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ETFs for the Long Run: What They Are, How They Work, and Simple Strategies for Successful Long-Term Investing by Lawrence Carrel

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CHAPTER 11
The Future of ETFs
Compared to the mutual fund industry, the ETF industry’s growth has been phenomenal. After only 14 years, there were 629 ETFs with $608.4 billion in assets under management. Including all exchange-traded products, the total was 657. If you consider the 1940 Act to be the start of the modern mutual fund industry, it took 44 years before there were that many mutual funds, and 46 years to accumulate the same amount of assets.
Comparatively, it took closed-end funds, which have been around the same amount of time, 66 years to reach that number. At the end of 2007, there were 668 closed-end funds, nearly the same as total ETPs, but with only half the assets.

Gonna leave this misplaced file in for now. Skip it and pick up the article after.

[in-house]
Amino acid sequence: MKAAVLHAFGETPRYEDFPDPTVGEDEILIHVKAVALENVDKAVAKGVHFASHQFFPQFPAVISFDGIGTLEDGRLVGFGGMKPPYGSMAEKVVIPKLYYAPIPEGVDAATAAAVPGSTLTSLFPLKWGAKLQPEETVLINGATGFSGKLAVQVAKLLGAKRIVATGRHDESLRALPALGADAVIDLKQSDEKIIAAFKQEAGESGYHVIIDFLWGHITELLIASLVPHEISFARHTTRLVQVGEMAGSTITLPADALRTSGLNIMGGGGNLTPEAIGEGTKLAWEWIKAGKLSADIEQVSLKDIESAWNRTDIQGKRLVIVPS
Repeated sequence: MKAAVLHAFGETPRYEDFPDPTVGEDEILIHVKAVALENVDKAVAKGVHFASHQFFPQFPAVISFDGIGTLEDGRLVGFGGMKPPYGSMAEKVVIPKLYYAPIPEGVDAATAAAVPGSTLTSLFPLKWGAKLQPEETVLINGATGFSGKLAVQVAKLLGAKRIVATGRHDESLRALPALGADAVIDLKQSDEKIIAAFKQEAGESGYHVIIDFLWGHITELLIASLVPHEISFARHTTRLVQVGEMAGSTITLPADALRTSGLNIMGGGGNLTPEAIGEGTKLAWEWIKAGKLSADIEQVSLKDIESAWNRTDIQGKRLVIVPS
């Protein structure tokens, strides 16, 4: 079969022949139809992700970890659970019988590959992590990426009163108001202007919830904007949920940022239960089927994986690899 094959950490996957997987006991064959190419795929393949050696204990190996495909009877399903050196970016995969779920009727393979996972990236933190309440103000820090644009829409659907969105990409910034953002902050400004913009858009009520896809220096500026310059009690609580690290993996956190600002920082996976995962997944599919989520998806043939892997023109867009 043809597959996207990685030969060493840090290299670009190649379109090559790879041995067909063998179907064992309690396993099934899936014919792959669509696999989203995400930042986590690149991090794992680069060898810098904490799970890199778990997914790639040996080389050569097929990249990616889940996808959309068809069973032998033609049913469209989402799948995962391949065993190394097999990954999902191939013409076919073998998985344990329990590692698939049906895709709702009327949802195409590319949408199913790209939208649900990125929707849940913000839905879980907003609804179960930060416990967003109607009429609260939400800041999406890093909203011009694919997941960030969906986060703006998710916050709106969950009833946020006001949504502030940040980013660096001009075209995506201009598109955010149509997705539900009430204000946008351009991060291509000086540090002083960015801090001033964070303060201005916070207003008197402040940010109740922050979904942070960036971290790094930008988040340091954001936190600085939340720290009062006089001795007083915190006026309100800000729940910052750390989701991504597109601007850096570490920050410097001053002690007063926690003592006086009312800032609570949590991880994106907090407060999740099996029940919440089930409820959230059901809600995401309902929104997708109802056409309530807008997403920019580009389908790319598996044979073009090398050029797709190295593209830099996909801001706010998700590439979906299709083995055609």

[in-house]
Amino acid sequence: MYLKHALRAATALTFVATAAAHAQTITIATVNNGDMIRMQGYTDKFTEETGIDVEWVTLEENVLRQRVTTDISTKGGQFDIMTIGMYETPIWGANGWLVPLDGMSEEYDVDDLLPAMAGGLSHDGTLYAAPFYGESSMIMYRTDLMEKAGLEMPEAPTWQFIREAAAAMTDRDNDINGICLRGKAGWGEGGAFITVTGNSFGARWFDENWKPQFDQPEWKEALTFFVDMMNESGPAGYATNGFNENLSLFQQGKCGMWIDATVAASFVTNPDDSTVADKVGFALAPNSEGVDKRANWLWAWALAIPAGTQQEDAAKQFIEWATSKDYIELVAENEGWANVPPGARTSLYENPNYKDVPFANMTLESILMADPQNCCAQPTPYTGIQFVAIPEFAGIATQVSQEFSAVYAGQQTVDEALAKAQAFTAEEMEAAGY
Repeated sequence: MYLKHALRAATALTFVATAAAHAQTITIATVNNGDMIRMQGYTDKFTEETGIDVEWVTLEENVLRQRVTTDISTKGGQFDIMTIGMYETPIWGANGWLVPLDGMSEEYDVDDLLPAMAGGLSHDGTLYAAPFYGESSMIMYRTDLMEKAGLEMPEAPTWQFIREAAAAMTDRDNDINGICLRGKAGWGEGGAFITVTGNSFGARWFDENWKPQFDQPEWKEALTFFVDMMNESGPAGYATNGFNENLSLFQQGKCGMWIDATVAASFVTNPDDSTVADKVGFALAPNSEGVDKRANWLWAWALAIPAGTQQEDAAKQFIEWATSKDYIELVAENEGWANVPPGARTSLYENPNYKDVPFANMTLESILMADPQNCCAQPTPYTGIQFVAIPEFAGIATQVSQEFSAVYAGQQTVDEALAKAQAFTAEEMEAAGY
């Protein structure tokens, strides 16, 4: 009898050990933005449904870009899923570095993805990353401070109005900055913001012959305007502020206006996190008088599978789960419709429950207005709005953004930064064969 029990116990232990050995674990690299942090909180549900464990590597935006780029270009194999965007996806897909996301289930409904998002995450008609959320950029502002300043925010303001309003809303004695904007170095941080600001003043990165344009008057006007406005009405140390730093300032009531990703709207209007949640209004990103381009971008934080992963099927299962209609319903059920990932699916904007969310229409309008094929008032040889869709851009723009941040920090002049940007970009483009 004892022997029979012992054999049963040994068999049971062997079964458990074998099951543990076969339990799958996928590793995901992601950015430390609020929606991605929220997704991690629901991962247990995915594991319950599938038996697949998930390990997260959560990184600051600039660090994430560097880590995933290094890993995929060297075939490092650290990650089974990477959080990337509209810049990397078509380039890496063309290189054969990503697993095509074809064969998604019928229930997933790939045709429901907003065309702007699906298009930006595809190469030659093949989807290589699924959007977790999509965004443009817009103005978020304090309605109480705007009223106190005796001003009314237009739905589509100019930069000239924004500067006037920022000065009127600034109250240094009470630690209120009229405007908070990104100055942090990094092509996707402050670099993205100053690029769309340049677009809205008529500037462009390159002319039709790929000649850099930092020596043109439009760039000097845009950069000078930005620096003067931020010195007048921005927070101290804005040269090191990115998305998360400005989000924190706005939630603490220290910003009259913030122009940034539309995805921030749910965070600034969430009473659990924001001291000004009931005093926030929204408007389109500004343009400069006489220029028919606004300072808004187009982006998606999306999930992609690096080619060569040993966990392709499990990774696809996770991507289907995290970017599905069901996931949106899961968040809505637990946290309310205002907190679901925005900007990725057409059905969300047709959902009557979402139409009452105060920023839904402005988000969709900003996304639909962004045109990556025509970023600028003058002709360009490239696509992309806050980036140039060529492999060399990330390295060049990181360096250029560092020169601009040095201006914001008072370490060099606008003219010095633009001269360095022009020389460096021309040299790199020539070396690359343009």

After seeing ETFs eclipse the closed-end fund industry in assets, the broader mutual fund industry is finally waking up to the competitor in its house, with many investors now wondering “What is their ETF strategy?” The mutual fund industry likes to say ETFs aren’t cannibalizing their cash inflows, but it’s hard to imagine that if ETFs didn’t exist all that money wouldn’t end up in mutual funds. As more investors become aware of the ETFs and their benefits, it’s hard to view this being anything but a negative trend for mutual funds.
With this rate of growth, it’s easy to envision 1,000 exchange-traded products and $1 trillion in assets by the end of 2008. However, there are some headwinds hitting the ETFs that may cause the industry’s growth to slow. Some of them are a function of the broader economy ...

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